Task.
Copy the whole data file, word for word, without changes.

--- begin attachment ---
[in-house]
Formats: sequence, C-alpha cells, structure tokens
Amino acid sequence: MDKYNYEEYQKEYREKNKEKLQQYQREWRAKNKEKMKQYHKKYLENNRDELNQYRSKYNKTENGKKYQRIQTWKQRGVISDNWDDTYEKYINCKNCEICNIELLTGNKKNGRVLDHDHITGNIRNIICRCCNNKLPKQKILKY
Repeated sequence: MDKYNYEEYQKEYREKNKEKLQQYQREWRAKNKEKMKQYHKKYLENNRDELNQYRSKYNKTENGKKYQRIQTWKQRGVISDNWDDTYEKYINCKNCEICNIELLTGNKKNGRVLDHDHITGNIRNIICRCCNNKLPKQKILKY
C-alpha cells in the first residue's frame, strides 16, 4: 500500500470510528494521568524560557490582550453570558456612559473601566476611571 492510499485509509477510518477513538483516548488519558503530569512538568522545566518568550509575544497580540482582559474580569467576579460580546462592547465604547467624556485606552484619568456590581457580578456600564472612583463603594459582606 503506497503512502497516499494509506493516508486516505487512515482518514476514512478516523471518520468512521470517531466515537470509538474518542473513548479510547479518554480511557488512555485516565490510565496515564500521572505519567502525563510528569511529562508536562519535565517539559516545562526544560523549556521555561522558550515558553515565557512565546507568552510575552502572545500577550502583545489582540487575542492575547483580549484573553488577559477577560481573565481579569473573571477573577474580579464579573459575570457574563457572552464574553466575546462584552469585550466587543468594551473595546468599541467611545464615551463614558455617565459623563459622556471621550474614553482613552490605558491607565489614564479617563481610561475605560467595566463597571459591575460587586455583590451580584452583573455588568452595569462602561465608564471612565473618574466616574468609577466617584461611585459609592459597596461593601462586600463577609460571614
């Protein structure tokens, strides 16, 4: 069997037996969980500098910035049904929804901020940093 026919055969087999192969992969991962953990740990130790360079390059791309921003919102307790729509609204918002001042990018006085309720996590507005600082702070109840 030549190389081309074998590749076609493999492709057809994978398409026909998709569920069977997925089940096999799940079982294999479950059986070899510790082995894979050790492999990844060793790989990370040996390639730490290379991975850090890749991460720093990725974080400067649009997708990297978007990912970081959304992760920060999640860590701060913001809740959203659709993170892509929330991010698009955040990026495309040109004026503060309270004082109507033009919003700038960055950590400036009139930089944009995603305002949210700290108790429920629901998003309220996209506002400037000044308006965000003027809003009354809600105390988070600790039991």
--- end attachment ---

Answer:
[in-house]
Formats: sequence, C-alpha cells, structure tokens
Amino acid sequence: MDKYNYEEYQKEYREKNKEKLQQYQREWRAKNKEKMKQYHKKYLENNRDELNQYRSKYNKTENGKKYQRIQTWKQRGVISDNWDDTYEKYINCKNCEICNIELLTGNKKNGRVLDHDHITGNIRNIICRCCNNKLPKQKILKY
Repeated sequence: MDKYNYEEYQKEYREKNKEKLQQYQREWRAKNKEKMKQYHKKYLENNRDELNQYRSKYNKTENGKKYQRIQTWKQRGVISDNWDDTYEKYINCKNCEICNIELLTGNKKNGRVLDHDHITGNIRNIICRCCNNKLPKQKILKY
C-alpha cells in the first residue's frame, strides 16, 4: 500500500470510528494521568524560557490582550453570558456612559473601566476611571 492510499485509509477510518477513538483516548488519558503530569512538568522545566518568550509575544497580540482582559474580569467576579460580546462592547465604547467624556485606552484619568456590581457580578456600564472612583463603594459582606 503506497503512502497516499494509506493516508486516505487512515482518514476514512478516523471518520468512521470517531466515537470509538474518542473513548479510547479518554480511557488512555485516565490510565496515564500521572505519567502525563510528569511529562508536562519535565517539559516545562526544560523549556521555561522558550515558553515565557512565546507568552510575552502572545500577550502583545489582540487575542492575547483580549484573553488577559477577560481573565481579569473573571477573577474580579464579573459575570457574563457572552464574553466575546462584552469585550466587543468594551473595546468599541467611545464615551463614558455617565459623563459622556471621550474614553482613552490605558491607565489614564479617563481610561475605560467595566463597571459591575460587586455583590451580584452583573455588568452595569462602561465608564471612565473618574466616574468609577466617584461611585459609592459597596461593601462586600463577609460571614
């Protein structure tokens, strides 16, 4: 069997037996969980500098910035049904929804901020940093 026919055969087999192969992969991962953990740990130790360079390059791309921003919102307790729509609204918002001042990018006085309720996590507005600082702070109840 030549190389081309074998590749076609493999492709057809994978398409026909998709569920069977997925089940096999799940079982294999479950059986070899510790082995894979050790492999990844060793790989990370040996390639730490290379991975850090890749991460720093990725974080400067649009997708990297978007990912970081959304992760920060999640860590701060913001809740959203659709993170892509929330991010698009955040990026495309040109004026503060309270004082109507033009919003700038960055950590400036009139930089944009995603305002949210700290108790429920629901998003309220996209506002400037000044308006965000003027809003009354809600105390988070600790039991």